A prospective study of 57 hospitalized patients with active neuroborreliosis (NB) and proved CSF antibodies was conducted using PCR for the detection of specific DNA in plasma, CSF and urine, at Faculty Hospital Bulovka; Charles University, Prague; and Hospital Nymburk, Czech Republic. Bannwarth’s syndrome (lymphocytic meningoradiculitis) was present in 29 patients, acute meningoencephalitis in 5, subacute encephalitis in 3, meningitis in 6, polyneuritis in 9, and facial palsy in 5. Neurological abnormalities were mild in 25 (44%), moderate in 17 (30%), and severe in 15 (26%). Symptoms improved with antibiotic treatment in 84%, and the remainder improved after 3 months, with no relapses.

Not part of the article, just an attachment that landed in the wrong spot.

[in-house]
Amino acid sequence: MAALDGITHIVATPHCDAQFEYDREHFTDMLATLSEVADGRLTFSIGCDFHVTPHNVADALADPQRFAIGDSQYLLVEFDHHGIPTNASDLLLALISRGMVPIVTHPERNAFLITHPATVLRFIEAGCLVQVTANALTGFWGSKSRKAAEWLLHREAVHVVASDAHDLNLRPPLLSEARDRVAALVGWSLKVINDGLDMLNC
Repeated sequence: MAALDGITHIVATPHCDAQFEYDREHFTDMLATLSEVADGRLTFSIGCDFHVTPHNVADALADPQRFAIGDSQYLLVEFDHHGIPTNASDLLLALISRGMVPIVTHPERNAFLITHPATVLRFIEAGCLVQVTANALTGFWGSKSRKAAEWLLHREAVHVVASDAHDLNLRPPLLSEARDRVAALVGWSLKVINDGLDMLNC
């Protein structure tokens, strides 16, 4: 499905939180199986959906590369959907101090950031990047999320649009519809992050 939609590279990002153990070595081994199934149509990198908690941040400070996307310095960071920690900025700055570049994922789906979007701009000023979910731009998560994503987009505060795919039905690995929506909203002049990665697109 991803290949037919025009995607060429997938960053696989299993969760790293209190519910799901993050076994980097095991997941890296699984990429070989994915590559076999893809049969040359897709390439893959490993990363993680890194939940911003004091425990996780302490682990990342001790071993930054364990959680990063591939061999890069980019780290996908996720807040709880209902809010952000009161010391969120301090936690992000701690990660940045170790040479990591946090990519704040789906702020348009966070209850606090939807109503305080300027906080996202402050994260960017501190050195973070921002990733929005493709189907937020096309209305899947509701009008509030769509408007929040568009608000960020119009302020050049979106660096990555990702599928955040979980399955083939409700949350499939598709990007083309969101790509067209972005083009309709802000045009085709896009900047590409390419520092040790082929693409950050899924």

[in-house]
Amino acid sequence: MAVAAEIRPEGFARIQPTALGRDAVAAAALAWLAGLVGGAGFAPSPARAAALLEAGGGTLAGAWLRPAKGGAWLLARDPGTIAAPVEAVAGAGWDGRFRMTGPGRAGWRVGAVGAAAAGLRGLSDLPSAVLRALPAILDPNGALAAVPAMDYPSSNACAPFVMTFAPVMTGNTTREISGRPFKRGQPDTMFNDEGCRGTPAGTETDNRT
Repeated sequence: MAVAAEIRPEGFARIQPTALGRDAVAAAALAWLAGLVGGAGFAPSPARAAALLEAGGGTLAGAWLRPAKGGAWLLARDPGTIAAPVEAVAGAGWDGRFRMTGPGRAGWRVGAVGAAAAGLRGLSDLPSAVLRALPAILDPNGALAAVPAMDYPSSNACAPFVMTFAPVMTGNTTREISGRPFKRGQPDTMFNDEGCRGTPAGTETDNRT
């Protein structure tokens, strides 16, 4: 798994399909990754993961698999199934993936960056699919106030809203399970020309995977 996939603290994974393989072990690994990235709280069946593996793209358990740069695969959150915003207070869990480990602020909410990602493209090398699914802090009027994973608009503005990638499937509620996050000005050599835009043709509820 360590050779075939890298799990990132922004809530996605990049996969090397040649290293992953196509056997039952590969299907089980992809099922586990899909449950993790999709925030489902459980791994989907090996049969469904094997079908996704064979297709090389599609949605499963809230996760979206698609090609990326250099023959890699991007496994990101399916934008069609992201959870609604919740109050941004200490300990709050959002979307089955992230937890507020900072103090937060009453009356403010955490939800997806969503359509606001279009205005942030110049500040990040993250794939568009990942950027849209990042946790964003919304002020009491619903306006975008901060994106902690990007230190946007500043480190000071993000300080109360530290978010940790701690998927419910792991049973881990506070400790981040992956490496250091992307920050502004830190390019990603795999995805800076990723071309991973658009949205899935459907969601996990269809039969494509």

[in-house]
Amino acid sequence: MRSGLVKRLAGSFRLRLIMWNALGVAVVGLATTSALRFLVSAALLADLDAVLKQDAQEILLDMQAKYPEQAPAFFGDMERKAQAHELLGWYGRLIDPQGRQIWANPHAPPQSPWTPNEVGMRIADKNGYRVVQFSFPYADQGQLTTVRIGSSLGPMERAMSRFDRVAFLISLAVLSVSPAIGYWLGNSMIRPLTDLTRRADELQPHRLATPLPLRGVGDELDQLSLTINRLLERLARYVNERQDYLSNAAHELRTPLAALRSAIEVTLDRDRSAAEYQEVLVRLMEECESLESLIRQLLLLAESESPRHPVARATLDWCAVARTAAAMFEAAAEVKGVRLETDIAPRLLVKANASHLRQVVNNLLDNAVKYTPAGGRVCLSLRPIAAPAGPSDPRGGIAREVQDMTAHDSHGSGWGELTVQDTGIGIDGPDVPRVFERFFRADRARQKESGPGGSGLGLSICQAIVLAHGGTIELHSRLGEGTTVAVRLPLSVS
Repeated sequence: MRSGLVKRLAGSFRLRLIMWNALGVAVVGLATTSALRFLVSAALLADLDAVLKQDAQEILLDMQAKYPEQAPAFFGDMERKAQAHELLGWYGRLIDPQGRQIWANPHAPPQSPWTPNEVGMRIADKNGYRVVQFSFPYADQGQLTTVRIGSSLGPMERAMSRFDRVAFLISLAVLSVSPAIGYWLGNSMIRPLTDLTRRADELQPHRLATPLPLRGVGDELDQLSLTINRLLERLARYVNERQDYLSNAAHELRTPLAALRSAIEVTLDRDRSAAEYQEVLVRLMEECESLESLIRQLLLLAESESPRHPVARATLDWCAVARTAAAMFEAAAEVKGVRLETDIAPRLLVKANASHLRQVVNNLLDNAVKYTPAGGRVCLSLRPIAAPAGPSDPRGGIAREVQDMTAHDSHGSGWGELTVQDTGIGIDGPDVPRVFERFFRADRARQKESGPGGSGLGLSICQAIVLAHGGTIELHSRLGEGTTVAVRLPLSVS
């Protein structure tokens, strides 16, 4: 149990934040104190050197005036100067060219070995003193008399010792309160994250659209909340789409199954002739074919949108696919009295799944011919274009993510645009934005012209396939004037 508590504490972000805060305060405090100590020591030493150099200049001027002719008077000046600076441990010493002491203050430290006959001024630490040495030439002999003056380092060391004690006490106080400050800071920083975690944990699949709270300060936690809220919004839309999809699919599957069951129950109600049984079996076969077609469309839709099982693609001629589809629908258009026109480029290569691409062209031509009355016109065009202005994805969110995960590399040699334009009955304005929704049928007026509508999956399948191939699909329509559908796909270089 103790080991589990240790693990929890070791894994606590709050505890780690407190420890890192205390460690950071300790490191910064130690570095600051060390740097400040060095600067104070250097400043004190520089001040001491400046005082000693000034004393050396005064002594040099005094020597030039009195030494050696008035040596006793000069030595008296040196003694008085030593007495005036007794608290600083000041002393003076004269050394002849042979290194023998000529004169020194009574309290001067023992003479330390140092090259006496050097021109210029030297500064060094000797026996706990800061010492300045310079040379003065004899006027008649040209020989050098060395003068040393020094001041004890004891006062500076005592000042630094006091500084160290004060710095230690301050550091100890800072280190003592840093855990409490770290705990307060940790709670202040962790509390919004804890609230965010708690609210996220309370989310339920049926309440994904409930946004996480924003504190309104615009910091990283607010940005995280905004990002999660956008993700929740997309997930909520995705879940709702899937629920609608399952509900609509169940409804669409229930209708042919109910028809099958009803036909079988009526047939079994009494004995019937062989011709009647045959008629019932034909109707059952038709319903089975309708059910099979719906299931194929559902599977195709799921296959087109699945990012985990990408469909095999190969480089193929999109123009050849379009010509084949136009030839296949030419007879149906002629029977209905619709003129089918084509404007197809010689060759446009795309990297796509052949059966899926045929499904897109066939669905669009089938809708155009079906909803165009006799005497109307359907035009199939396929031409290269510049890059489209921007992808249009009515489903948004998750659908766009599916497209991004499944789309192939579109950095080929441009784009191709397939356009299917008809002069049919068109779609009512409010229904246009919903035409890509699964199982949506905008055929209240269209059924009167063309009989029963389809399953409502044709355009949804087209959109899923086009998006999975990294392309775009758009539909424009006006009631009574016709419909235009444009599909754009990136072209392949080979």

Before treatment, 36 (63.1%) patients tested PCR positive in all parallel specimens, 28 (49.1%) were positive in urine, 20 (35%) in CSF, and 16 (28%) in plasma. Immediately after treatment, 17 (30%) were positive in urine, 8 (14%) after 3 months, and 1 persisted positive after 6 months. The highest sensitivity of PCR was found in urine, and the lowest in plasma. The results support the use of PCR in the diagnosis of NB. [1]

COMMENT. PCR testing for spirochetal DNA in urine or CSF, using appropriate primers, is a useful diagnostic tool in patients suspected of neuroborreliosis (NB).

Assessment of serum antibodies to a panel of Borrelia-specific antigens is of value in the laboratory diagnosis of NB at presentation of symptoms [2]. In addition to CSF lymphocytic pleocytosis and CSF antiflagella antibodies, all 7 patients with definite NB and 7 of 13 with probable NB had serum IgG antibodies to 2 of 3 novel antigens at presentation.